- The Certified Maintenance & Reliability Professional (CMRP) program from the Society for Maintenance & Reliability Professionals
- Facility Management Professional from the International Facilities Management Association
- General Industry Certification from the International Maintenance Institute
- HVAC Certification from North American Technician Excellence (NATE)
Building your skill set
Like any job, there are specific skills that every technician and manager should possess.
- Dexterity: Building maintenance often requires hand and power tools to get the job done effectively. Individuals in this role should have good hand-eye coordination and feel comfortable operating tools and machinery.
- Endurance: Building maintenance is a job that requires individuals to be on-the-move the majority of the day while using heavy equipment.
- Problem-solving: Issues arise every day in building maintenance, and there isn’t always a step-by-step tutorial on how to fix it. Technicians in this field need to be critical thinkers who are quick on their feet.
- Time management: Individuals in this role are often faced with a plethora of maintenance tasks. They must be able to pinpoint priority concerns and work efficiently to remedy them.
Become familiar with maintenance management software
Many organizations are now utilizing maintenance management software to simplify the work order intake process and easily assign tasks to technicians. Those looking to make building maintenance a career can level up their skill set by becoming familiar with maintenance management software and how it helps organizations streamline their processes.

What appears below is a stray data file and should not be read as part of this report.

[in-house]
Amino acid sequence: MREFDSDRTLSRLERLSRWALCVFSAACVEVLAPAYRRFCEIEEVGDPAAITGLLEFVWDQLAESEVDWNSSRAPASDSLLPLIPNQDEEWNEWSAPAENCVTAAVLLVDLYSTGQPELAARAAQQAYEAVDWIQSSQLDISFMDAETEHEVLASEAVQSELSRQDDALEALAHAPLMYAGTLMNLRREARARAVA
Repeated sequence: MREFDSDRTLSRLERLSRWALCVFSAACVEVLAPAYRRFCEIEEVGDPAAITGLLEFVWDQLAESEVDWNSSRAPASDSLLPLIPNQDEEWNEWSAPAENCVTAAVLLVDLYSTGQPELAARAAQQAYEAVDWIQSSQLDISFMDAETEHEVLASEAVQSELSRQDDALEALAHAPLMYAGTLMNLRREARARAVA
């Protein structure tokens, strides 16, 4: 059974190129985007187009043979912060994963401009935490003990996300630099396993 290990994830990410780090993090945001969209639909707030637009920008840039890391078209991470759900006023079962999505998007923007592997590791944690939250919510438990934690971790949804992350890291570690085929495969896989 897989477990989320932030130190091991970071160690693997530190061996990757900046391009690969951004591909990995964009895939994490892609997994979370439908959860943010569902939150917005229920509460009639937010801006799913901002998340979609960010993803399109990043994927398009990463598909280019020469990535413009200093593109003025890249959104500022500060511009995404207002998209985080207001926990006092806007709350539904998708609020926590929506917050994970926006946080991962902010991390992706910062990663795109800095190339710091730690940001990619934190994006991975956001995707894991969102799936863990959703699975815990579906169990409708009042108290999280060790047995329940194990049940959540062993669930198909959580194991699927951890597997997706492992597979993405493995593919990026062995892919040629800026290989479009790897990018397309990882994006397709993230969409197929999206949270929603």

Building maintenance has become a popular strategy amongst facilities teams over the past several years, which gives you new opportunities to strengthen your facilities management processes. If you’re looking to get started, our facilities and building maintenance checklists help you identify which areas of your facility to tackle first and provide steps to inspect and care for them.
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More building maintenance resources
- Facilities and Maintenance Management Assessment Tool
- Facilities Management Checklist: 14 Must Have Items on Your List
- Preventive Maintenance Checklists to Keep Your Facility on Track
- Facilities Management Best Practices: 7 Ways to Improve Efficiency
- School Facilities Management: How to Optimize your District’s Maintenance Processes
- Facilities Management Software: Benefits, Features, and Vendor Comparison